Nursing Homes
    The rate increases for nursing homes were provided through the 2019-21 and 2021-23 biennial budgets. Payments to offset losses and expenditures experienced due to the COVID-19 pandemic were provided through one-time federal Coronavirus Aid, Relief, and Economic Stability (CARES) Act funding.

    • Rate increases in the 2019-21 biennial budget: $148,157,800 (Reflects budgeted amounts for fiscal year 2020 through fiscal year 2023, The rate increase is ongoing.)
    • Rate increases in the 2021-23 biennial budget: $252,409,700 (Reflects budgeted amounts for fiscal year 2022 through fiscal year 2023. The rate increase is ongoing.)
    • CARES Act Direct Provider Payments to Nursing Homes: $75,640,729
    • CARES Act Admissions Incentive Program: $30,000,000

    Hospitals
    Increased payments for hospitals were provided through the 2019-21 and 2021-23 biennial budgets. Payments to offset losses and expenditures experienced due to the COVID-19 pandemic were provided through one-time federal CARES Act funding.

    • Increased disproportionate share hospital payments in the 2019-21 and 2021-23 biennial budgets: $215,587,514
    • Increased rural critical care supplement for rural hospitals in the 2019-21 and 2021-23 biennial budgets: $19,748,200
    • CARES Act Direct Provider Payments to Hospitals: $40,000,000

    Increasing Rates for HCBS
    Wisconsin projects that the demand for long-term care services will rise faster than the workforce will grow in the coming years. According to the Governor's
    Taskforce on Caregiving, the state's population aged 65 and older is expected to grow by 72 percent between 2015 and 2040. The rate is six times higher than the overall Wisconsin population growth project of 12 percent for the same period.

    HCBS are essential to meeting the daily needs of the members of Wisconsin's long-term care programs, allowing them to avoid unnecessary institutionalization. Examples of HCBS include care received at an assisted living facility, personal care, home health, residential substance use disorder treatment, respiratory care, and in-home nursing, physical therapy, and occupational therapy. These services have been shown to be a cost-effective alternative to higher-cost institutional services, such as nursing home placements or hospital services. Higher rates help providers recruit staff and maintain the important system that delivers such critical care. The rate increase is part of DHS' broader plan to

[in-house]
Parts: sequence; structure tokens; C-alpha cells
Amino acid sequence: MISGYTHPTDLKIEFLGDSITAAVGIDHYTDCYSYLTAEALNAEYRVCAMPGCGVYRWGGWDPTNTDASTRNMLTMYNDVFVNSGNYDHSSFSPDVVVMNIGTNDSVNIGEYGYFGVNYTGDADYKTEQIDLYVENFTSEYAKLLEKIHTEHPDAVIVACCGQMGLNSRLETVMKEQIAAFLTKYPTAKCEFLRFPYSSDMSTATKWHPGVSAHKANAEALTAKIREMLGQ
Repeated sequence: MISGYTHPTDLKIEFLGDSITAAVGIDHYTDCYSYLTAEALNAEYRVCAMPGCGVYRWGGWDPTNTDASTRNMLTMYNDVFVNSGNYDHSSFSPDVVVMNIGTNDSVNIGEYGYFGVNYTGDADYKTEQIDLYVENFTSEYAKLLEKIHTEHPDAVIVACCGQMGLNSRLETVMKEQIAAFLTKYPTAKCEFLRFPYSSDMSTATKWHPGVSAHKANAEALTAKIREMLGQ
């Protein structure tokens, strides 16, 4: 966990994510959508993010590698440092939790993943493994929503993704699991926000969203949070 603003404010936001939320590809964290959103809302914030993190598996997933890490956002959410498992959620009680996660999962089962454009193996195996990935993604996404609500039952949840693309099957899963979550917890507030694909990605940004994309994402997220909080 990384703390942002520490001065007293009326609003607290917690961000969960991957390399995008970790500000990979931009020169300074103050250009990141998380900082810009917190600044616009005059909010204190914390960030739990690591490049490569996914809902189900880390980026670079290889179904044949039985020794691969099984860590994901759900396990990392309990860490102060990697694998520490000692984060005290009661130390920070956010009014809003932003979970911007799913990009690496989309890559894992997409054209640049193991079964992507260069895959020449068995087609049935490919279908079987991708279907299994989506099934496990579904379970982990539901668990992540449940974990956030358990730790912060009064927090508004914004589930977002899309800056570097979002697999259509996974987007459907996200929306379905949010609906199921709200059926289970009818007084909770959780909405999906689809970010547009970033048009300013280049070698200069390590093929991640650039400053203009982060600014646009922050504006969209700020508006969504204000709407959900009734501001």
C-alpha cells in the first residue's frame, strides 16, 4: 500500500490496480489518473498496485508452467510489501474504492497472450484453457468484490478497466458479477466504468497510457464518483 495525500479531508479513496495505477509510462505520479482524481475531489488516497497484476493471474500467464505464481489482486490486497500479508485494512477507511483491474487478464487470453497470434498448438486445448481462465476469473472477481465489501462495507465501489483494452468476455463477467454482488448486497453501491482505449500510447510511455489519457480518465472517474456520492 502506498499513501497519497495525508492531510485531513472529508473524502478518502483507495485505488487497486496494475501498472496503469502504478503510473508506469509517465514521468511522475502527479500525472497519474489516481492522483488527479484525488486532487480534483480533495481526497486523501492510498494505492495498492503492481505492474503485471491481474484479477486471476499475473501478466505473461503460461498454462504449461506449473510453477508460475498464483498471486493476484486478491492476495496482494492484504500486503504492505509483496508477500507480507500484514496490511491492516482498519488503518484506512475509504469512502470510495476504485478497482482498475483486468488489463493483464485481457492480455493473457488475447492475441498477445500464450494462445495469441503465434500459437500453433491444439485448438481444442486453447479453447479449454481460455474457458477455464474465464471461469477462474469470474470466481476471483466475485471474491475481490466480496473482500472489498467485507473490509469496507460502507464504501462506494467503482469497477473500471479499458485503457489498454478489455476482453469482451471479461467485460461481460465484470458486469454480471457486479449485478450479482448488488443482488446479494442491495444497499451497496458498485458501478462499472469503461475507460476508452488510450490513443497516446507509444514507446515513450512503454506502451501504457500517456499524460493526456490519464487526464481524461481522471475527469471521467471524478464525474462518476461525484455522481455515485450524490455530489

reinvest resources provided through ARPA into home and community-based services.

    The ARPA rate increase for HCBS is being made in addition to the investments in support of the Medicaid HCBS workforce provided through the 2021-23 biennial budget. This included funding to increase the hourly rate for personal care services, increases for behavioral treatment services for individuals with autism and other disorders, increases for home health, therapeutic services, and Family Care providers, as well as funding increases for the direct care workforce funding program for Family Care. These investments will be significant to support individuals in their homes. As one example, when the workforce investments in the 2021-23 biennial budget are combined with this five percent rate increase, the hourly reimbursement rate for personal care services will be increased by 14 percent from $19.16 per hour and $21.84 per hour.

  • January 21, 2022 10:37 AM | WiAHC Office

    WiAHC Legislative Tracker

    The 2021-22 WiAHC Legislative Bill Tracker lists and allows members to follow and learn more about the bills WiAHC is lobbying on and monitoring as they work through the legislative process. The Bill Tracker, which you can find below, includes the bill number, a brief description of the bill, its status, and WiAHC’s position on the proposal.

    • Bill: Assembly Bill 215 / Senate Bill 230
    • Description: Relating to visitation of a long-term care facility resident or hospital patient by an essential visitor or member of the clergy.
    • Status: AB 215 was introduced and referred to the Assembly Aging and Long-Term Care Committee. SB 230 was introduced and referred to the Senate Human Services, Children, and Families Committee.
    • WiAHC Position: Support
    • Bill: Assembly Bill 679 / Senate Bill 687
    • Description: Relating to hospital services provided in a home setting.
    • Status: AB 679 was referred to and passed by the Assembly Health Committee on 11/10/21. SB 687 was referred to the Senate Health Committee and received a public hearing on 1/12/22.
    • WiAHC Position: Currently Neutral/Actively Monitoring
    • Bill: Assembly Bill 718 / Senate Bill 753
    • Description: Relating to prohibiting certain practices relating to insurance coverage of clinician-administered drugs (“white bagging” legislation).
    • Status: AB 718 was introduced and referred to the Assembly Health Committee. SB 753 was introduced and referred to the Senate Insurance, Licensing and Forestry
    • WiAHC Position: Support
    • Bill: Assembly Bill 729 / Senate Bill 700
    • Description: Relating to modifying administrative rules related to home health agencies.